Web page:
# State Machine and State transition Table - Explanation and Creation Of

How do I create a state transition table/array in actual code/pseudo-code?

I haven't experienced the "ah-ha" moment yet with the state machine to coding (and I really want to). I've looked at several code sample and read blog posts, but it's not clicking yet.

I'm looking for a pragmatic explanation of how the state transition table works and how it's created in an array format. If possible, is there a "step-by-step" method to get to the solution?

The particular case/excercise I'm working on is this: I'm writing a gray-code rotary encoder driver for A micro-controller based on the .netMF framework. It's not real-time and therefore changes the rules a little. Interrupts are captured and queued and then run in a high priority thread. There is a delay so it makes capturing the state of the both encoder pins at the actual time of interrupt in-accurate. In-accurate enough to cause some errors. That being said, when the interrupt is queued, it's state IS captured at that time. When the ISR is finally executed, the pin's state state is passed into it as an argument. Therefore, I can only get ONE pin's state at a time. I think that's sufficient to get this working.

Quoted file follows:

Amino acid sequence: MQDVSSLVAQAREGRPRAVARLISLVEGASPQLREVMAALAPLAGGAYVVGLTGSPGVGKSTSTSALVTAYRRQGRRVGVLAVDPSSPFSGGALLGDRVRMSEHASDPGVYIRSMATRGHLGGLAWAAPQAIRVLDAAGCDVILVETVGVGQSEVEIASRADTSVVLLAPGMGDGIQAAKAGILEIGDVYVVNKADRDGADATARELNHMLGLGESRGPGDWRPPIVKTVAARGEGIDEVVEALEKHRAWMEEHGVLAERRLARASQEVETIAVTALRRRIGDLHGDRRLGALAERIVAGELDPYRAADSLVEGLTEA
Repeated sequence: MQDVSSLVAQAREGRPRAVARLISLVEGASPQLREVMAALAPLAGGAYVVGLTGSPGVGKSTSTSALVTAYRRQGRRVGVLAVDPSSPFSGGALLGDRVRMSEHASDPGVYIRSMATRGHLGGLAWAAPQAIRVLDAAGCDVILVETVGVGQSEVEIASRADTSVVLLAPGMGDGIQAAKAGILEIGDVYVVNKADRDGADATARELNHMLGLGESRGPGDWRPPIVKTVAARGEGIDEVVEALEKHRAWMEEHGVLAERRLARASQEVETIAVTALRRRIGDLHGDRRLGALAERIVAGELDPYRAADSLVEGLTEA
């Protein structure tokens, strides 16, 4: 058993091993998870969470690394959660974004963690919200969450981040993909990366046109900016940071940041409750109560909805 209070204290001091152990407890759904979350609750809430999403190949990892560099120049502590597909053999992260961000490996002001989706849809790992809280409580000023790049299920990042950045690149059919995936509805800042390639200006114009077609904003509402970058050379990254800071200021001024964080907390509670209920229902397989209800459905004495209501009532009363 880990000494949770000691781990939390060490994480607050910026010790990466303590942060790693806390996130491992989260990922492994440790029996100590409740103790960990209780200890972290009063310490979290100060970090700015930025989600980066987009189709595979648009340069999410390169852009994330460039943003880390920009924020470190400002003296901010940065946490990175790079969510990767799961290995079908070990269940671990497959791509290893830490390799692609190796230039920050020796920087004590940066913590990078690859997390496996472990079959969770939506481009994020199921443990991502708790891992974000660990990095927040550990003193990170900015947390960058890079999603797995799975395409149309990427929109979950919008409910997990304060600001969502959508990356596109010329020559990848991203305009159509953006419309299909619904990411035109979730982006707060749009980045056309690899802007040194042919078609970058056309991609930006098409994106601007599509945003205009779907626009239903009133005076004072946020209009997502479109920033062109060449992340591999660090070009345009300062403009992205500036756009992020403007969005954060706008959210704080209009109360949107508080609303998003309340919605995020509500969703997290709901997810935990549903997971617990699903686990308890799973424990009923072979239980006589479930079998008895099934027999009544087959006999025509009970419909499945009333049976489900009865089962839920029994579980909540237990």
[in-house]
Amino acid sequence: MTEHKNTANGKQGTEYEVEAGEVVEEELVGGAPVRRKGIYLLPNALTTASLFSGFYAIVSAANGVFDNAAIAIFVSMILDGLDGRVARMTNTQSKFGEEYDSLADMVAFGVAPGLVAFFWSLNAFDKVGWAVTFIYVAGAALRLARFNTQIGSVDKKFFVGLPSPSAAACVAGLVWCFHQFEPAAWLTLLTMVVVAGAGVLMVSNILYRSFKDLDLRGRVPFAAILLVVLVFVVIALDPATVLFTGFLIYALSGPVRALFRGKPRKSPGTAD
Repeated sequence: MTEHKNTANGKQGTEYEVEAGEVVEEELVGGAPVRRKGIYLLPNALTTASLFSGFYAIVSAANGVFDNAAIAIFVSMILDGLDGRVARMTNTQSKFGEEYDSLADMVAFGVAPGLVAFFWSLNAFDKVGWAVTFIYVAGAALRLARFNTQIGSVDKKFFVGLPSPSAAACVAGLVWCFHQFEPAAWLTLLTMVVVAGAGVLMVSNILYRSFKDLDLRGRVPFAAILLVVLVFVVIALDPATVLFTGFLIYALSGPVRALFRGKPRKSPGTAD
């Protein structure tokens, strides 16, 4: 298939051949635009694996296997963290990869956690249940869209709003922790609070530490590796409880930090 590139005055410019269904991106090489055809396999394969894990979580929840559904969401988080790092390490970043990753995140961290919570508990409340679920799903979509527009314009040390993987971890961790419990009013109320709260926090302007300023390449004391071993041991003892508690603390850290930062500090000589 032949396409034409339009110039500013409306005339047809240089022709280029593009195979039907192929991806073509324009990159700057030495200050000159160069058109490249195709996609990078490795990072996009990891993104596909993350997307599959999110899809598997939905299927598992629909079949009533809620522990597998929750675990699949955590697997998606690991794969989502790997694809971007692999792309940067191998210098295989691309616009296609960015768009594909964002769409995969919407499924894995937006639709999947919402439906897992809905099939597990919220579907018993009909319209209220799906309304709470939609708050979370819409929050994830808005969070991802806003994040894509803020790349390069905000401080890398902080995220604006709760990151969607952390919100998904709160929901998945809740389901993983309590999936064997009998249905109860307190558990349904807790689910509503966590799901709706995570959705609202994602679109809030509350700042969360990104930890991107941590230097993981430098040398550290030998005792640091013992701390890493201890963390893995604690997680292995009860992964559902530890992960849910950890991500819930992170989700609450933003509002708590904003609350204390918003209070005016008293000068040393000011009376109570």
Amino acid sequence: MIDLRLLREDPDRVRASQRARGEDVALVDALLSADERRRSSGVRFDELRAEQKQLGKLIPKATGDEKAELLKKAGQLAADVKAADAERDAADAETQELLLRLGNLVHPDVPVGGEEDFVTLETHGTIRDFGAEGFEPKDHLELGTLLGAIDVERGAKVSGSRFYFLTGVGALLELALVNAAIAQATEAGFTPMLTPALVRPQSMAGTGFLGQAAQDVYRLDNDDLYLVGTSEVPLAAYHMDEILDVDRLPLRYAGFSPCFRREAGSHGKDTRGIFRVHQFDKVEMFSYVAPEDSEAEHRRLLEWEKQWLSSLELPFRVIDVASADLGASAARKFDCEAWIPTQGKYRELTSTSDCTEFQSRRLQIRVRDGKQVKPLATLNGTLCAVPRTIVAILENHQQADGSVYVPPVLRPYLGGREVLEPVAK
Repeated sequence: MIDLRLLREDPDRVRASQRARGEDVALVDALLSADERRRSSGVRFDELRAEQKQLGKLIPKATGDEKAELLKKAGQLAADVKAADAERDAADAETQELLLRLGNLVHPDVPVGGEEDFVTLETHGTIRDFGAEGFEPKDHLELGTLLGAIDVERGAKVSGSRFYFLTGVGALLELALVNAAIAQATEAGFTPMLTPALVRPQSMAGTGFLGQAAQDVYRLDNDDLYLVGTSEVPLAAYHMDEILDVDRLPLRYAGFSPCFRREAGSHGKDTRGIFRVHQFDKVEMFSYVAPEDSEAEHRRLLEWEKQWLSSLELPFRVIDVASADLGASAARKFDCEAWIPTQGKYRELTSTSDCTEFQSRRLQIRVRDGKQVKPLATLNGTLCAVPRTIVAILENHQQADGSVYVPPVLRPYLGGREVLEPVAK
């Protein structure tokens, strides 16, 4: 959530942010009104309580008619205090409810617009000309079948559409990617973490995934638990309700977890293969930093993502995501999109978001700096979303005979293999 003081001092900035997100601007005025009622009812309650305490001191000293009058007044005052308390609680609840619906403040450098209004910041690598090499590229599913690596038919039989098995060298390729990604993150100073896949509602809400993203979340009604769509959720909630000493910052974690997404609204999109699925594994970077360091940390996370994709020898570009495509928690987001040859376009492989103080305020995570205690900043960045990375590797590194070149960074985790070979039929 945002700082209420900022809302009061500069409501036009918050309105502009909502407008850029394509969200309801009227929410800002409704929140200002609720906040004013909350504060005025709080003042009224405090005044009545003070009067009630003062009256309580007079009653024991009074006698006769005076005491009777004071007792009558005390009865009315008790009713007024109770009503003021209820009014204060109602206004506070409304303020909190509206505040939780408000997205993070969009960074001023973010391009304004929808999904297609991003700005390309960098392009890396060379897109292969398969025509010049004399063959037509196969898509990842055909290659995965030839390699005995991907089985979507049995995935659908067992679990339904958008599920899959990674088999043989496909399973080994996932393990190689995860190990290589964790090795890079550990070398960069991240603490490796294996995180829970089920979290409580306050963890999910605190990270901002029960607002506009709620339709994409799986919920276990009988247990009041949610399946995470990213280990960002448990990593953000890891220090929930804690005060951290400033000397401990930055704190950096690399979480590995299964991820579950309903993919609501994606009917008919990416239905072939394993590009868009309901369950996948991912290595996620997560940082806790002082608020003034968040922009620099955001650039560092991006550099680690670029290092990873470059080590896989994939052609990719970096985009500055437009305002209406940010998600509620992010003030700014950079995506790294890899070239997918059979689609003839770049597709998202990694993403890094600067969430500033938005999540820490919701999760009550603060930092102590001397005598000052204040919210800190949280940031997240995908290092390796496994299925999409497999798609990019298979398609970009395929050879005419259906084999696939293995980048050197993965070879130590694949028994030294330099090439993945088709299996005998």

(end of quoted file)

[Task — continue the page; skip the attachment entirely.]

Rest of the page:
Encoder States For Pin A and B:
A B
0 1
0 0
1 0
1 1 - base state(neutral position of the encoder) (move up for one direction and down for opposite direction)
0 1
0 0
1 0


The mechanical bounce in the encoders will be captured and queued as well, but from what I understand, the state machine can handle these "errors" and continue to produce a good result if the device makes it through a cycle.

I hope this question is clear. I can add additional information as needed.

The state transition function just says "If you're in state $X$ and receive input $Y$, go to state $A_{X,Y}$", for every possible $X$ and $Y$.
state := start_state